It was not that long ago that Arizona Democrats pushed for caucuses as a means of joining the carve-out states at the beginning of the primary calendar. The Arizona pitch to the DNC Rules and Bylaws Committee in 2006 included plans to shift to caucuses. At the time the national party, in an attempt to diversify the primary electorate on the early calendar, wanted to add a southern state and a western state as well as a primary state and a caucus state (that at the time could be put in a slot in front of New Hampshire on the calendar). South Carolina gained the southern primary spot and Nevada was slotted into the western caucus spot.

Nevada has had its share of issues on both sides of the political aisle in the last two presidential nomination cycles. That, in turn, has led to some discussion about whether the Silver state is on the chopping block as an early state. If the national parties -- both of them, not just the DNC -- want a western caucus state up front and want to replace Nevada, an Arizona caucus might provide an alternative.

File that one away for 2017-2018, though.

Thanks to Richard Winger at Ballot Access News for passing news of the Arizona bill along.

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Wednesday, February 10, 2016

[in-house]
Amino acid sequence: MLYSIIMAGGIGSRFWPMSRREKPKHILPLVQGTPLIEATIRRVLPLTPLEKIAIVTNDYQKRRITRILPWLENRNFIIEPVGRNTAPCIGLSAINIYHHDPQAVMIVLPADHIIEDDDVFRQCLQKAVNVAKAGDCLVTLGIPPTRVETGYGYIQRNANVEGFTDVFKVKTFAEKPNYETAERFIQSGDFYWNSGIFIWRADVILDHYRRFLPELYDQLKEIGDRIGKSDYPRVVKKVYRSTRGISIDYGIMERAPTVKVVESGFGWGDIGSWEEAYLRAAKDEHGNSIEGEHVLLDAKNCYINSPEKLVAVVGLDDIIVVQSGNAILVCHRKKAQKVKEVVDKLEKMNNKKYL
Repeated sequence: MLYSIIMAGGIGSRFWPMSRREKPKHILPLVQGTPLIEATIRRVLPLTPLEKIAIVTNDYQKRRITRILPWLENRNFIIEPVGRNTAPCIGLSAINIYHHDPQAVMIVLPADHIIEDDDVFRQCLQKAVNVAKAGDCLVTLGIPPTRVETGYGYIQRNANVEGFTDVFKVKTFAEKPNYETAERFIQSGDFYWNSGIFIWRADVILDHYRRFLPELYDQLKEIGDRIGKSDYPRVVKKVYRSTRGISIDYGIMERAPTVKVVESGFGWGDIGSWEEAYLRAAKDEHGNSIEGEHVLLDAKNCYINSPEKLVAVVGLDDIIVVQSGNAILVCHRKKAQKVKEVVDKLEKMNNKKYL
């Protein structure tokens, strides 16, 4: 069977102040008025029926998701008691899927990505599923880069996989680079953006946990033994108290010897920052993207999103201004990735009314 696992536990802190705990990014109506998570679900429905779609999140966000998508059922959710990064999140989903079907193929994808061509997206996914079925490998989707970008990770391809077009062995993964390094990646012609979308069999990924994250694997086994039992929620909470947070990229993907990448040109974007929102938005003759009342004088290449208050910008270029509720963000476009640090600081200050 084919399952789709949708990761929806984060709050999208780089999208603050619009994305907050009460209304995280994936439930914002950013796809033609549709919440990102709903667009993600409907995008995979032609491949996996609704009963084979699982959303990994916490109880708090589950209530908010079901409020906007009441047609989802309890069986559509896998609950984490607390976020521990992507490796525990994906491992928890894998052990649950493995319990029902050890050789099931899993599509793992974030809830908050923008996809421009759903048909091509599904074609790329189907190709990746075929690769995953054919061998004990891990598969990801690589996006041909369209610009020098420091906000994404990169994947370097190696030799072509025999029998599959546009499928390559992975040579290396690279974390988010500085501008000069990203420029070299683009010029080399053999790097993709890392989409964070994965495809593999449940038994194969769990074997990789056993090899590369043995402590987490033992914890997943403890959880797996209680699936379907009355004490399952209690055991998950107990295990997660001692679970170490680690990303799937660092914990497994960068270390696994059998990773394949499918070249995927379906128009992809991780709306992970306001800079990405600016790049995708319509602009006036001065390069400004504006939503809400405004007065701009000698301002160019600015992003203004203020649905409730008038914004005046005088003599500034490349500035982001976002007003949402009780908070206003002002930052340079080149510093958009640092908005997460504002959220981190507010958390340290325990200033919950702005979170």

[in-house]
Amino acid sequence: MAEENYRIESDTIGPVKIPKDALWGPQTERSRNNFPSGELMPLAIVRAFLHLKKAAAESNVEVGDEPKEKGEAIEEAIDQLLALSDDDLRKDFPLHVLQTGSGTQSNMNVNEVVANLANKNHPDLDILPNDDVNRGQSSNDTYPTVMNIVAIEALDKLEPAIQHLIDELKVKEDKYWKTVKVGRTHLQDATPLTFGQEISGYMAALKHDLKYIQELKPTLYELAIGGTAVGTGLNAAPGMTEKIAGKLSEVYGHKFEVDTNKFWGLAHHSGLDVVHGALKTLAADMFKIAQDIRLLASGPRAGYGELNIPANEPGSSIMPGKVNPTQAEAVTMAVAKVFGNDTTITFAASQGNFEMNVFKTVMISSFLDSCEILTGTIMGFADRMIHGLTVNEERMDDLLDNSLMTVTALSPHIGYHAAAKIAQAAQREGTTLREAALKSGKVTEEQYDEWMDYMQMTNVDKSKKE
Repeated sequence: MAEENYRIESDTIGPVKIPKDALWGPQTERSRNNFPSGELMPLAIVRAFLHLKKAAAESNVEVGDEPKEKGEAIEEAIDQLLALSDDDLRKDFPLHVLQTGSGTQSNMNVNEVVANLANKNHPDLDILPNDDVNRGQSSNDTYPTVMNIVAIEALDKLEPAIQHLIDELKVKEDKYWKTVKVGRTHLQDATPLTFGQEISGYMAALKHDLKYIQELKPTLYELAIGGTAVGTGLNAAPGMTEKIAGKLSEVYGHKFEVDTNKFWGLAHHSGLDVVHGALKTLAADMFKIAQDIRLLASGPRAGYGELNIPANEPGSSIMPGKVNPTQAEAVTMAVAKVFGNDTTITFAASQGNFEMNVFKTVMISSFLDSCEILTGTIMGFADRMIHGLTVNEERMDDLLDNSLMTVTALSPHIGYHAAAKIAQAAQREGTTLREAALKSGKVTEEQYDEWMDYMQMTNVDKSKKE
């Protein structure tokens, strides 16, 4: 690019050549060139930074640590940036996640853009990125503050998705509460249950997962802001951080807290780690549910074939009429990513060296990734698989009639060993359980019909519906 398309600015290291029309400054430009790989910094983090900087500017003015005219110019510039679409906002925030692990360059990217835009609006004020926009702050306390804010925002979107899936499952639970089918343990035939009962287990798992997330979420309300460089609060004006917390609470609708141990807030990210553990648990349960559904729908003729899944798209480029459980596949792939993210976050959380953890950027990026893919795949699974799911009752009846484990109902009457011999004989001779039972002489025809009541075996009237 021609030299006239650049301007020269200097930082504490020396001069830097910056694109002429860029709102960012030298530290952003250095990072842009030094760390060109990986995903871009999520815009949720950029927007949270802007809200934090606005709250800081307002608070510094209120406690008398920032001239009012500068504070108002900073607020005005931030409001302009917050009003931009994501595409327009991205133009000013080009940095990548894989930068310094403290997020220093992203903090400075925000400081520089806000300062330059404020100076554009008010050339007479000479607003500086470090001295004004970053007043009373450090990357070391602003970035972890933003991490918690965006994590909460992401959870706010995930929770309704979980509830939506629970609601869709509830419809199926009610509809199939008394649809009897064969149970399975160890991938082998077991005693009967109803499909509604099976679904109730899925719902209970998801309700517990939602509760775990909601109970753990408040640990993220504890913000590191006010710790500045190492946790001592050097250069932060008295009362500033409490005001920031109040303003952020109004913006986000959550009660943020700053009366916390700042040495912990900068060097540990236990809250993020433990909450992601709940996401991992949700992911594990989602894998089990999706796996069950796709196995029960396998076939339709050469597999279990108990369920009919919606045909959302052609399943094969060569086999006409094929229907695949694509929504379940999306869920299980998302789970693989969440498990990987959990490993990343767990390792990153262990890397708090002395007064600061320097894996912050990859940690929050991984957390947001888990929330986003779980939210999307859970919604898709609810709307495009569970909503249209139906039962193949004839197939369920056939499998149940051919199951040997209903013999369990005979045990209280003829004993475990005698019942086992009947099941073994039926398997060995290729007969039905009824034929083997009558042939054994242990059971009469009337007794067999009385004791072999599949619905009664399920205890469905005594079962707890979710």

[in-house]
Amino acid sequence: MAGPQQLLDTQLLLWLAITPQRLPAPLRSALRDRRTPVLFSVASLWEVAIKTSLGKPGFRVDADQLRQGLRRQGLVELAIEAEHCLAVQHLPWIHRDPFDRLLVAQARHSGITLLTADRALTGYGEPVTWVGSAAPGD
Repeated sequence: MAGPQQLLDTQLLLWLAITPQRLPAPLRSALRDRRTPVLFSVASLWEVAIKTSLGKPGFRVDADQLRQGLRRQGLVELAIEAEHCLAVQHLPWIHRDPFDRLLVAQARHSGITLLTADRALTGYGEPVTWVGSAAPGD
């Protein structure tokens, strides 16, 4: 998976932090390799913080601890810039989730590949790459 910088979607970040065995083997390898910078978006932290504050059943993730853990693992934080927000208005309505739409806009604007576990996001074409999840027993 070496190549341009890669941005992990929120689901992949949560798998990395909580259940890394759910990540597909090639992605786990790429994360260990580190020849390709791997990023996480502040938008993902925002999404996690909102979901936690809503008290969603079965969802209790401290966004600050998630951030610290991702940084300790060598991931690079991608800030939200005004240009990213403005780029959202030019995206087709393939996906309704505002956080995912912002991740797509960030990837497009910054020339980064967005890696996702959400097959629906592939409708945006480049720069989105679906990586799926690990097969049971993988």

The New Hampshire Delegate Count and Beyond -- Automatic Delegates

There was some confusion throughout New Hampshire primary day about just how many of the Republican delegates were on the line in the Granite state. If one looks at New Hampshire state law, it sets the basic terms of delegate allocation in the state. The shorthand of this is that the secretary of state allocates delegates to the national convention to candidates who receive more than 10 percent of the statewide vote in the New Hampshire primary.

That is just "delegates", not at-large delegates or district delegates. Just delegates.

However, the New Hampshire Republican Party has traditionally pooled its at-large and district delegates and allocated them proportionally based on the statewide result. According to party bylaws (see Article II, Section 1 and Article III), though, the three party or automatic delegates have traditionally been unbound. The state party chair, the national committeeman and national committeewoman are prohibited from supporting any candidates. The party rules keep them "neutral".

That would seem to indicate that only 20 of the 23 New Hampshire delegates were at stake in Tuesday's primary. That was how FHQ interpreted the rules and we were not alone. That has been the way that delegates have been allocated in New Hampshire in the Republican contest.1

But this interpretation ignores changes made to the national party delegate selection rules for 2016. New to the Rules of the Republican Party for this cycle is a requirement binding delegates to candidates based on the results of statewide contests like the New Hampshire primary and the Iowa caucuses a week ago.

That rule, Rule 16(a)(1), states:
Any statewide presidential preference vote that permits a choice among candidates for the Republican nomination for President of the United States in a primary, caucuses, or a state convention must be used to allocate and bind the state’s delegation to the national convention in either a proportional or winner-take-all manner, except for delegates and alternate delegates who appear on a ballot in a statewide election and are elected directly by primary voters. [Emphasis FHQ's]